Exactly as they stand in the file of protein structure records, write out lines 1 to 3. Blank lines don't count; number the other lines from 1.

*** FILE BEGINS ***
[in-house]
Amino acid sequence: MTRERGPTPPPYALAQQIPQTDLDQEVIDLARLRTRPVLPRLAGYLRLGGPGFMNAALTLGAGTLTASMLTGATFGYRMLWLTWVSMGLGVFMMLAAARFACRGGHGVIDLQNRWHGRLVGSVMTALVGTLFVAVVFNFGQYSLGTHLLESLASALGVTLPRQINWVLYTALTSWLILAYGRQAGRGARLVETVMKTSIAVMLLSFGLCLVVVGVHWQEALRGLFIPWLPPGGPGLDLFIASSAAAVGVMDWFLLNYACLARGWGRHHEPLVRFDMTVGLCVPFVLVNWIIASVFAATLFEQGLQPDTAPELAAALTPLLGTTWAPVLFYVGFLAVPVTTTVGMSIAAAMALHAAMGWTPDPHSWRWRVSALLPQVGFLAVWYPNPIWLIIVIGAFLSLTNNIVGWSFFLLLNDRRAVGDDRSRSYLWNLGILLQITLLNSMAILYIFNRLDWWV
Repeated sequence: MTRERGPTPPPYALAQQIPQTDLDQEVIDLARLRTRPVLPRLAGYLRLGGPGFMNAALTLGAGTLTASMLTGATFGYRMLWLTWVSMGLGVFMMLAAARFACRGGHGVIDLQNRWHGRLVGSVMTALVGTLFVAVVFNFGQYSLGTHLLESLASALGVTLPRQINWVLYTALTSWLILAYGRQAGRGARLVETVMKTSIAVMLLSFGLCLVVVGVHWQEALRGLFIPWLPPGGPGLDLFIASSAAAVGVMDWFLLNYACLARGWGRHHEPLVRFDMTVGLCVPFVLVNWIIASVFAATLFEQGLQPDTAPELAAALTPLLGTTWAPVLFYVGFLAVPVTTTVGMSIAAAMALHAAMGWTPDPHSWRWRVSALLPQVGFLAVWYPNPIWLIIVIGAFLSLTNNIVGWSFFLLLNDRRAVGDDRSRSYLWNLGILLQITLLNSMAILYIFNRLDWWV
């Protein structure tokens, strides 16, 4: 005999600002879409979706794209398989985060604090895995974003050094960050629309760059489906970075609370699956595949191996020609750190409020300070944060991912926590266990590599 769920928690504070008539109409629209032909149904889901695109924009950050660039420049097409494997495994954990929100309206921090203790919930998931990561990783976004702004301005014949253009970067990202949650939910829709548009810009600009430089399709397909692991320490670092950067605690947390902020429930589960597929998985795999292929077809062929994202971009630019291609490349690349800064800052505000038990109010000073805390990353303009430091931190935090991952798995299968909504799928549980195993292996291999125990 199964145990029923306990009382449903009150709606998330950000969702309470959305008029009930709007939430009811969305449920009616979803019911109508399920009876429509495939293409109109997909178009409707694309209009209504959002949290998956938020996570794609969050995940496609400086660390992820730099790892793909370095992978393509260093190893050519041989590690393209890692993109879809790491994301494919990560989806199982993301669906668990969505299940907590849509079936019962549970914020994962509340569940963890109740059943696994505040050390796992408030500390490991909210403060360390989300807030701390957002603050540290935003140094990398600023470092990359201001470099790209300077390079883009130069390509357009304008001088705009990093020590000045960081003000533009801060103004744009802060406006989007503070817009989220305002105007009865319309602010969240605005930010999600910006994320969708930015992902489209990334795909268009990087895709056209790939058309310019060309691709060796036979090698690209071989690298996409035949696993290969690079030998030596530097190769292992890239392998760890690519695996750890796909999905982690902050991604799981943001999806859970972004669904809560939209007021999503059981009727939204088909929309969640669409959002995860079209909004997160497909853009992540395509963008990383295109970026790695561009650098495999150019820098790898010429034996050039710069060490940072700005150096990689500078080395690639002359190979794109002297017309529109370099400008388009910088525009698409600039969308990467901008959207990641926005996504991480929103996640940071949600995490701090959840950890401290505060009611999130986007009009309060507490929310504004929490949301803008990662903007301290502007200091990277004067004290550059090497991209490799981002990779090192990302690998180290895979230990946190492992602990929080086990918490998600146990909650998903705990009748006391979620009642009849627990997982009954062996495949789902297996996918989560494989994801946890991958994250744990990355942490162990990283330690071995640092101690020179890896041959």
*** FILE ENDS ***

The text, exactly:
[in-house]
Amino acid sequence: MTRERGPTPPPYALAQQIPQTDLDQEVIDLARLRTRPVLPRLAGYLRLGGPGFMNAALTLGAGTLTASMLTGATFGYRMLWLTWVSMGLGVFMMLAAARFACRGGHGVIDLQNRWHGRLVGSVMTALVGTLFVAVVFNFGQYSLGTHLLESLASALGVTLPRQINWVLYTALTSWLILAYGRQAGRGARLVETVMKTSIAVMLLSFGLCLVVVGVHWQEALRGLFIPWLPPGGPGLDLFIASSAAAVGVMDWFLLNYACLARGWGRHHEPLVRFDMTVGLCVPFVLVNWIIASVFAATLFEQGLQPDTAPELAAALTPLLGTTWAPVLFYVGFLAVPVTTTVGMSIAAAMALHAAMGWTPDPHSWRWRVSALLPQVGFLAVWYPNPIWLIIVIGAFLSLTNNIVGWSFFLLLNDRRAVGDDRSRSYLWNLGILLQITLLNSMAILYIFNRLDWWV
Repeated sequence: MTRERGPTPPPYALAQQIPQTDLDQEVIDLARLRTRPVLPRLAGYLRLGGPGFMNAALTLGAGTLTASMLTGATFGYRMLWLTWVSMGLGVFMMLAAARFACRGGHGVIDLQNRWHGRLVGSVMTALVGTLFVAVVFNFGQYSLGTHLLESLASALGVTLPRQINWVLYTALTSWLILAYGRQAGRGARLVETVMKTSIAVMLLSFGLCLVVVGVHWQEALRGLFIPWLPPGGPGLDLFIASSAAAVGVMDWFLLNYACLARGWGRHHEPLVRFDMTVGLCVPFVLVNWIIASVFAATLFEQGLQPDTAPELAAALTPLLGTTWAPVLFYVGFLAVPVTTTVGMSIAAAMALHAAMGWTPDPHSWRWRVSALLPQVGFLAVWYPNPIWLIIVIGAFLSLTNNIVGWSFFLLLNDRRAVGDDRSRSYLWNLGILLQITLLNSMAILYIFNRLDWWV